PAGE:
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Australia’s leading youth affairs and youth sector organisation will today tell the federal parliamentary inquiry into “fly-in, fly out” (FIFO) workforce practices across regional Australia that the FIFO model of service provision to some of our most vulnerable and disadvantaged young people fails to adequately address their needs and may actually be doing harm.
Australian Youth Affairs Coalition (AYAC) executive director Andrew Cummings said, “Young people have the right to access appropriate support and services - such as education, housing, employment, mental health, and disability support - in a fair and equitable manner, regardless of geographic location.
“Sustainable youth services significantly impact the wellbeing of young people, yet FIFO services are band aid solutions that fail the test of a fair go.”
AYAC will tell the inquiry that the current FIFO model fails to incorporate what research shows is essential in addressing the needs of vulnerable young people: that vulnerable young people need long-term and sustainable professional relationships with youth support workers that are built on trust.
Young people in remote communities are suffering due to the huge gaps in appropriate services. These major concerns were highlighted in the recent report Gone Too Soon: a Report into Youth Suicide in the Northern Territory, that criticised current service arrangements as costly and ineffective for rural youth and in some cases doing more harm than good.
“If we want to achieve lasting outcomes for rural and regional young people, then youth specific services that that favour place-based solutions that work with local communities and build on community potential should be a priority for Government,” Mr Cummings said.
AYAC firmly believes that the FIFO approach is only effective when used to complement locally-based and appropriately-resourced youth support services that develop long-term relationships with young people. Young people need a sustained youth support presence across regional Australia so that any outcomes achieved are not undone when the services fly away.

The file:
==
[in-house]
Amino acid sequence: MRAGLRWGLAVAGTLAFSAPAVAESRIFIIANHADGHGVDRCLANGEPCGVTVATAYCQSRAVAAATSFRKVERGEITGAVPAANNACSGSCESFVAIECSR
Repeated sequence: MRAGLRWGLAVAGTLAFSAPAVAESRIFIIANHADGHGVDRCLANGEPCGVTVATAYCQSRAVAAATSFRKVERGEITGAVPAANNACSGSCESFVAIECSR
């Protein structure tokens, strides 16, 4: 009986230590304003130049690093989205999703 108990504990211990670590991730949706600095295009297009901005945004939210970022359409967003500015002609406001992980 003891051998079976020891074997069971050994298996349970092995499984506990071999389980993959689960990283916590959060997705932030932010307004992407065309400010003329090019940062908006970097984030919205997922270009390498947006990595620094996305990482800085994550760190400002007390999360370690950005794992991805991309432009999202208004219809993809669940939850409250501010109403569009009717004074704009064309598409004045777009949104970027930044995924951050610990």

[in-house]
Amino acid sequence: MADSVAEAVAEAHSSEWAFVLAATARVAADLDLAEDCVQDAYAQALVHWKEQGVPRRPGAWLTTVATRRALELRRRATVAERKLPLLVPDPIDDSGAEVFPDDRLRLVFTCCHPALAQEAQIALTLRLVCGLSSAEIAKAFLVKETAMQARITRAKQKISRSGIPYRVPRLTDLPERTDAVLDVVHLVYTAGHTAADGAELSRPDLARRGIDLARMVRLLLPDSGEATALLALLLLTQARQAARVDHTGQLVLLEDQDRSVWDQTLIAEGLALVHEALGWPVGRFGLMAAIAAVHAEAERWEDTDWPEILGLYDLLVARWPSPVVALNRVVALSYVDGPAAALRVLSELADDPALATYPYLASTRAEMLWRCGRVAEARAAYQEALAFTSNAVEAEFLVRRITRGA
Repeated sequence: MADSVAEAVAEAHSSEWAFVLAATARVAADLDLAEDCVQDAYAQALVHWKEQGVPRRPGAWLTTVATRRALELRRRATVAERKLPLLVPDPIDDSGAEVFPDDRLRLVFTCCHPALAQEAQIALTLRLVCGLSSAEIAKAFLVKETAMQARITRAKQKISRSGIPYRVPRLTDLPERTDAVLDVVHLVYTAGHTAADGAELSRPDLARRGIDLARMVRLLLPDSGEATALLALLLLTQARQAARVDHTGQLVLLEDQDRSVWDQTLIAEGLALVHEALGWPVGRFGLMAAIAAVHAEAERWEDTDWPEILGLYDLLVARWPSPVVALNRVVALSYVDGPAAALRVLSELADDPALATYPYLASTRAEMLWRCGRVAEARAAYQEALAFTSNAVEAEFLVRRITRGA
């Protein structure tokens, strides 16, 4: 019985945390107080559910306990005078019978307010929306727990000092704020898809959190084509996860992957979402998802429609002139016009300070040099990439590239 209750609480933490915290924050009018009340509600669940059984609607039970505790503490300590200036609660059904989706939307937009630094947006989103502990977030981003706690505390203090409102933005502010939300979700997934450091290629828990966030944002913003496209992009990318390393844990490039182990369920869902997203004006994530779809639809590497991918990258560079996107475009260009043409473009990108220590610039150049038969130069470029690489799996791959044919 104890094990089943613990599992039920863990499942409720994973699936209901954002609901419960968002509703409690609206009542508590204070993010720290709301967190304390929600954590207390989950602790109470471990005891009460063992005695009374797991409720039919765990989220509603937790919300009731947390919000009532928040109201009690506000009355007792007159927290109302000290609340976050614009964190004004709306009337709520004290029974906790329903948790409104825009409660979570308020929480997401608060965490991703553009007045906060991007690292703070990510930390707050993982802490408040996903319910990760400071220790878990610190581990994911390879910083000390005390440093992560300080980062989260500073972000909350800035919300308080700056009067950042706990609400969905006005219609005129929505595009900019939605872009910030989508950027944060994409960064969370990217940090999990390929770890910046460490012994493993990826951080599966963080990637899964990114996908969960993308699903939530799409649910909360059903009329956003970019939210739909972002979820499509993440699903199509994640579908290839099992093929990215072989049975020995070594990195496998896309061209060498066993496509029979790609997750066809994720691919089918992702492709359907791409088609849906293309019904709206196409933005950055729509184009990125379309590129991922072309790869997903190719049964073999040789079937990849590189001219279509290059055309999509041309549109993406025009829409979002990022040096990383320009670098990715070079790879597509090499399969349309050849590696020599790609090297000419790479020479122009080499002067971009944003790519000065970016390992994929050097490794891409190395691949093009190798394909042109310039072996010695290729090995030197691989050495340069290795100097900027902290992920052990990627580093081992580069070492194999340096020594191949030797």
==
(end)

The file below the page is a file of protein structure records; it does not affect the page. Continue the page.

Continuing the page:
“Too often young people won’t even know when a FIFO service has arrived and are much less likely to engage during the periods when they are available,” Mr. Cummings said.
The House of Representatives Standing Committee on Regional Australia has been asked by the Minister for Regional Australia, Regional Development and Local Government, The Hon Simon
Crean MP, to inquire into and report on the use of ‘fly-in, fly-out’ (FIFO) and ‘drive-in, drive-out’ (DIDO) workforce practices in Regional Australia.
The Inquiry terms of reference includes for the Committee to report on the effect of a non-resident FIFO/DIDO workforce on established communities, including community wellbeing, services and infrastructure.
For more information or to arrange media interviews, contact:
Andrew Cummings, Executive Director
(m) 0435 146 979
Back in April, AYAC's Natalie Lammas was asked to be featured in a video by a startup online magazine called 'Flying the Coop'. The video interview is centred around youth government assistance programmes and the fact that some of Australia’s youth are living below the poverty line due to our outdated welfare system.
Check out the full video here: http://flyingthecoop.net/2013/05/30/australias-neglected-youth/